It’s really a peaceful and serene place to which I have brought my friends when they were having a bad day and needed a getaway that didn’t involve airfare and a rental car.  So . . . without anything further, I’m off to Serenity Point.  I’m going to set my sun to something delicious, using the Advanced Sky settings, and just sit.  No clearing out inventory . . . that would be multitasking and 15,000 items is not too many.  I met a woman yesterday who carts around over 100,000.  I didn’t even think that was possible.  I’ll just sit and relax and dream and revel in the fact that Second Life affords these wonderful resources for taking time to relax and smell the virtual roses.  Thanks, Robyn!  And, as always, thanks, Ando!

 

Serenity Point with Seagull

Serenity Point with Seagull

 

Visit Symphony by typing Symphony into your world map.  The Photo Contest ends June 5th. 

~ Cacie

*Honkyoku (本曲, “original pieces”) are the pieces of shakuhachi or hocchiku music played by mendicant Japanese Zen monks called komusō. Komusō played honkyoku for enlightenment and alms as early as the 13th century.  (Thanks, Wikipedia!)

A few notes on some of the creators of Serenity Point and Honkyoky Bath items.  

Waterfalls, Bath House spa, Japanese Garden Lantern: Ando Joubert; Monarch Butterflies, Emerald Forest tree, Emerald Forest Willow:  Straylight; Critters: natural rabbit, seal from Sculpty Creations; Dolphins:  Julia Hathor; Jay, Loon, Seagulls, Hummingbirds:  Animania; Koi Japanese Scroll:  Hosoi Ichiba; Japanese flute:  Max Pitre; flower field: Mikatsuki Matova (forest feast); Stump:  Truth Hawks; Maritime Pine, Broom, Birch, Olive and other trees:  Lilith Heart; Meditation Cushion (free): Acacia Merlin; Old Bench:  Mystery Moonlight; Sounds:  Cardinal and Mourning Doves, SoundBrite; Tibetan Prayer Wheels: Donk Kongo; Chinatown Wind Gong:  Chelsea Malibu; Poses: wade and daydream, TorAn Cruyff; Candles: Naiman Broome.

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Mill House Water Pump and Old Wood Bucket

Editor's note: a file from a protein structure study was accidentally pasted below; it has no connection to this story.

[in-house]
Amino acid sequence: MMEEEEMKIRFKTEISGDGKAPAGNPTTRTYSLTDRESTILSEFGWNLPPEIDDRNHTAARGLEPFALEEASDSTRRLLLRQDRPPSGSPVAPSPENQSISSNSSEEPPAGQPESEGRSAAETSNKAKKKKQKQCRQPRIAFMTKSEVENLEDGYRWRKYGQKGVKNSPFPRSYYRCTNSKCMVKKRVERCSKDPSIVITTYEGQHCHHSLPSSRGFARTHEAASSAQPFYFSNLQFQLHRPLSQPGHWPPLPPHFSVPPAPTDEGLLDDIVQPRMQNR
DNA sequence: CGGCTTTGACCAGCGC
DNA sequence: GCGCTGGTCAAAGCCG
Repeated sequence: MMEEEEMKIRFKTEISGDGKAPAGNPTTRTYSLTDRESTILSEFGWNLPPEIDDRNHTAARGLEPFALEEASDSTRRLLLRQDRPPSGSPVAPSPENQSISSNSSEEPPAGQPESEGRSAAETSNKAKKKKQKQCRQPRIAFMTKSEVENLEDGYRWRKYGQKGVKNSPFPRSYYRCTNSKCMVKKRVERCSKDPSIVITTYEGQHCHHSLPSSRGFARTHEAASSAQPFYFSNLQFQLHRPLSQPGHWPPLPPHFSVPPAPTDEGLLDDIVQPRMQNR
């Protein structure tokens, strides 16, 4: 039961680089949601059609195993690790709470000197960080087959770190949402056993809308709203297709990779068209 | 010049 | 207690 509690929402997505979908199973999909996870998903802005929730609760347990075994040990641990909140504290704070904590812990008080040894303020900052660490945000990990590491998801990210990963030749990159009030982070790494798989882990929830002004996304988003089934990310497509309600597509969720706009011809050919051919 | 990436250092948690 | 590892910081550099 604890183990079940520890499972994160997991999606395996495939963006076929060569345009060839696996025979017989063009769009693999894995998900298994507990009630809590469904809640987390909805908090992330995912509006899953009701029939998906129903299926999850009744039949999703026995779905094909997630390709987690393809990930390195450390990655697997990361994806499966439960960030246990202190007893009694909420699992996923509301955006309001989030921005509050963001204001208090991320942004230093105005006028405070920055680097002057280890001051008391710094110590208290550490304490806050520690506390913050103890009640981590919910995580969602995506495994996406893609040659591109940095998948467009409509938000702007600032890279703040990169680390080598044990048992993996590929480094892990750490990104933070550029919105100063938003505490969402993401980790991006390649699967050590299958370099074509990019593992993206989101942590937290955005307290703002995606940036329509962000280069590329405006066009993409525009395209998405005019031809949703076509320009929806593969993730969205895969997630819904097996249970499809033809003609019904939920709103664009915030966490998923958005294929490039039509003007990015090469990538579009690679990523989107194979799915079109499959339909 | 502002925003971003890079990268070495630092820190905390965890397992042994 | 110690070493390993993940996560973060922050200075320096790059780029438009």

Mill House Water Pump and Old Wood Bucket

Ando and I both love textures that are a little rough around the edges.  Old brick with patches of moss, crumbling plaster exposing the underlying wood lathes, peeling paint on a wind weathered door – objects that have become venerable with use or have decayed through neglect – a rusty bucket, broken stone path, abandoned rowboat.  There is a name for all of these, an aesthetic.  The Japanese call it wabi sabi, which roughly translated (no pun intended) means ‘rustic beauty.’

Wabi sabi is the unsophisticated and humble beauty we associate with places in the American Southwest, with Provence and Tuscany, and, of course, with rural Japan.  It is applied to the rough-hewn object, strangely beautiful in its simplicity and humility.  Made of natural materials and by hand or by nature, of wood, stone, clay, metal, wabi sabi objects are unpretentious but able to evoke rich aesthetic feelings, a sense of the transitory nature of life and the inevitability of change.  Easily overlooked, wabi sabi objects reward the observant eye with a rich aesthetic feeling.

An oft-quoted poem by William Carlos Williams captures this simplicity and serenity.

 

so much depends

upon

a red wheel
barrow

glazed with rain

water

beside the white

chickens

 

Wabi sabi conjures a world that is imperfect and transient, and a meditative acceptance and serene appreciation of that reality.

Honkyoku Bath House with Flute Playing

Honkyoku Bath House with Flute Playing

Ando and I notice we are not alone in this appreciation.  In a world like Second Life that can so easily present objects that look brand spanking new, a surprising number of builds have this very quality, and texture makers like Jewell Lamourfou of Distressed Textures provide ample materials for us to use to recreate the worn, the rustic, the abandoned, both natural and man-made – to recreate, in the timeless world of Second Life, the marks of time’s passage.  (Visit her shop to see an extensive collection of wabi sabi textures.)  This beauty in imperfection is an antidote to the all too perfect world of Second Life.

Detail from Lighthouse Interior

Detail from Lighthouse Interior

Visitors to Symphony will find wabi sabi elements throughout the sim.  The Lighthouse, Mill House and Honkyoku Bath House are all good examples.  Please stop by for a visit sometime soon.  And let me know what you think about wabi sabi.  Arigato.

~Cacie